The economic recovery is underway in the EU, although it is set to be a gradual one. The economic recession came to an end in the EU in the third quarter of last year, in large part thanks to the exceptional crisis measures put in place under the European Economic Recovery Plan, but also owing to some other temporary factors.
The speed of recovery is forecast to increasingly vary across EU countries, reflecting the extent of the housing-market correction needed, the size of the financial-services sector and the degree of internal and external imbalances.
Once you get beyond the positive start they do admit that there is significant uncertainty. Also it is hard to get excited about an EU unemployment rate of 10% and debt of 80% of GDP.
For Ireland they paint a positive picture for 2011 with 3% GDP growth and a slight reduction in the unemployment rate.
Martin Wolf offers his perspective in this FT article.
I have never really understood the idea that the Greek fiscal crisis is “a threat to the euro” but have generally sensed the tide running against me on this one as serious people warn darkly about the wider repercussions of a Greek default. Still, I find the arguments in this new CEPR Policy Insight paper from Jacques Melitz (“Eurozone Reform: A Proposal”) to be pretty convincing.
Melitz argues that much of the damage to the Euro caused by the Greek crisis has been due to the inaccurate focus by EU officials on the centrality of fiscal discipline. Some quotes:
The European problem is largely self-inflicted. There have been repeated affirmations by the ECB and government officials in Eurozone member countries that fiscal discipline and the Stability and Growth Pact are the very foundation stone of the Eurozone. This can only mean that Greek default is a big problem for the euro. On this view, the Eurozone is partly a victim of its own self representation …
So far as I can see, there is little reason why Eurozone should view government defaults with any greater alarm than any other central bank management in the world would view government defaults within its territory. To the contrary, the Eurozone is particularly well armed to deal with such defaults, since its own central bank has no large central government to contend with, the Maastricht Treaty guarantees the central bank’s independence and member governments are explicitly forbidden to bailout one another …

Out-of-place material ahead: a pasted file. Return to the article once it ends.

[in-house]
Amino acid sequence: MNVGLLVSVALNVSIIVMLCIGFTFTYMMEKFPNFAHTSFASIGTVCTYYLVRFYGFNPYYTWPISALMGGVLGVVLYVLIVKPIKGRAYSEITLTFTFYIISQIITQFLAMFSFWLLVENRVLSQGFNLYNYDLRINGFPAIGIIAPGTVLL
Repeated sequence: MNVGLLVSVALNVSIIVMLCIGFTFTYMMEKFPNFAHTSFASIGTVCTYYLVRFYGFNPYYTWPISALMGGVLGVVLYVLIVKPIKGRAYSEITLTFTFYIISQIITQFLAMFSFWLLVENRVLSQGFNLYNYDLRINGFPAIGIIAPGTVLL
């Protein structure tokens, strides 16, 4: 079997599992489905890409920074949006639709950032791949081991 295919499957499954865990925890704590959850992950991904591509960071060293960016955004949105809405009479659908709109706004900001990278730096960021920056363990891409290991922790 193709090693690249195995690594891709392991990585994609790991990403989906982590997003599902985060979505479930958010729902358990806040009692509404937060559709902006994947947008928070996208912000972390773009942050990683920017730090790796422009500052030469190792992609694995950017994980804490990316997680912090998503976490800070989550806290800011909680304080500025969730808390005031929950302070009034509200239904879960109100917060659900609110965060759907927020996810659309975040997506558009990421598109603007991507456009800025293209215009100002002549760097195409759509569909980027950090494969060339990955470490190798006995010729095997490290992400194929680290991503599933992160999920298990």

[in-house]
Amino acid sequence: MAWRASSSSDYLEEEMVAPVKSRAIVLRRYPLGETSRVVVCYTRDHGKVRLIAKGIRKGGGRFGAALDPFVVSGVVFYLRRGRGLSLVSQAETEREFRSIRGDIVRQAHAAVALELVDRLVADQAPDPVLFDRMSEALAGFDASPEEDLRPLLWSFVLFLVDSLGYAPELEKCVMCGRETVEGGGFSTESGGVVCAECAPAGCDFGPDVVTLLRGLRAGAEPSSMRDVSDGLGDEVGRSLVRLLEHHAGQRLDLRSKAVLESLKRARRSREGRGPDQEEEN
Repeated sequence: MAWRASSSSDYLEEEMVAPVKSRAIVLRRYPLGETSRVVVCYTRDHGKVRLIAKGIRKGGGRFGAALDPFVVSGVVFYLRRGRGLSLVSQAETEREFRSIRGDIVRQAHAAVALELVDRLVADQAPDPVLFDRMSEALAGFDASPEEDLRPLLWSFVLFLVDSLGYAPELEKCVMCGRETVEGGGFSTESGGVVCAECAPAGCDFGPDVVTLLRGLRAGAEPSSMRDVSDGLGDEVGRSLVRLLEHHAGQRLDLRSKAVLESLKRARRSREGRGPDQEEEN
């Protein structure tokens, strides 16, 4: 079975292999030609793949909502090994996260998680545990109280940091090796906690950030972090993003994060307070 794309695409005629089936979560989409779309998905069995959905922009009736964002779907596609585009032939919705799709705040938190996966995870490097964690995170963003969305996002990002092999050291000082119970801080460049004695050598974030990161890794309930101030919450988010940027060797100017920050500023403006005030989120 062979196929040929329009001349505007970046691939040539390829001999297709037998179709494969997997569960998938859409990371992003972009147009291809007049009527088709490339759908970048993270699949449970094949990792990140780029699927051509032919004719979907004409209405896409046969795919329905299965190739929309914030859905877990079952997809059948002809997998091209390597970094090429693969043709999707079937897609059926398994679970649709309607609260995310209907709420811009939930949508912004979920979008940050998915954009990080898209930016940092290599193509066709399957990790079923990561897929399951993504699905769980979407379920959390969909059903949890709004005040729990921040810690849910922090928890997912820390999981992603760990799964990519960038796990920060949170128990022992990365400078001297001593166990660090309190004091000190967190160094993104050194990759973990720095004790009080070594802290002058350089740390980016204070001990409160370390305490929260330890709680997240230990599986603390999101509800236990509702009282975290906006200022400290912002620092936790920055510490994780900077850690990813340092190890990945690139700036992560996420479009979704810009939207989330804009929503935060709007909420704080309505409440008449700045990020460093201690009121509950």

Accordingly, must not the official doctrine change? Should it not be that nothing so manageable as a Greek government default can upset Eurozone? In the event of a Greek government default, the system would assure the stability of the Greek financial sector, and concern itself with any bank runs or bank failures in the country, but not with the Greek government’s difficulties. In step with this doctrine, government bail-outs will never be contemplated. The Stability and Growth Pact will continue to serve as a code of good fiscal conduct for all members of the EU. But if any individual member government engages in irresponsible fiscal conduct, contrary to the Pact, its taxpayers and the creditors will bear the consequences.
Melitz argues that rather than institutionalising bailouts, there should be EU-level financial supervision of banks under the auspices of the ECB to allow for more efficient containment of the effects of fiscal default on financial stability.
Not quite Irish Economy but of interest to anyone wondering how we got here. Calculated Risk discusses the newly released 2004 transcripts of FOMC meetings. Signs of a housing bubble are already clear. CR digs out a chart presented to the FOMC showing the yield on housing relative to long term real Treasury yields and then extends the chart to show what happened after 2004. CR also shows how the housing yield chart would have looked using the usually preferred Case-Shiller index.
Greece has agreed a deal with the IMF and the EU involving the provision of funds of €110 billion over the next three years. This IMF website has links to the various statements. It summarises the deal as follows:
Negotiators over the weekend wrapped up details of the package, involving budget cuts, a freeze in wages and pensions for three years, and tax increases to address Greece’s fiscal and debt problems, along with deep reforms designed to strengthen Greece’s competitiveness and revive stalled economic growth.
Whether this deal really avoids a Greek default will ultimately depend on whether the fiscal adjustments that are undertaken can, in fact, alter the underlying arithmetic to the point where the Greek debt burden becomes sustainable. Whether the existence of this deal eases further pressure on other European countries with debt problems is, as of yet, unclear.
Harry McGee reminds us that as of today a carbon tax will be levied on selected home heating fuels. Transport fuels were carbon-taxed already, and the remaining home heating fuels (the ones that contribute most to climate change) will follow at an unspecified later date. There are no plans to tax greenhouse gas emissions other than carbon dioxide (e.g., by imposing a methane levy on beef consumption).
The report also gives voice to the opposition. If my predictions are correct, they will now discover that a carbon tax does not really hurt.
McGee also quotes a spokesman of Minister Gormley saying that other taxes were reduced. I had missed that.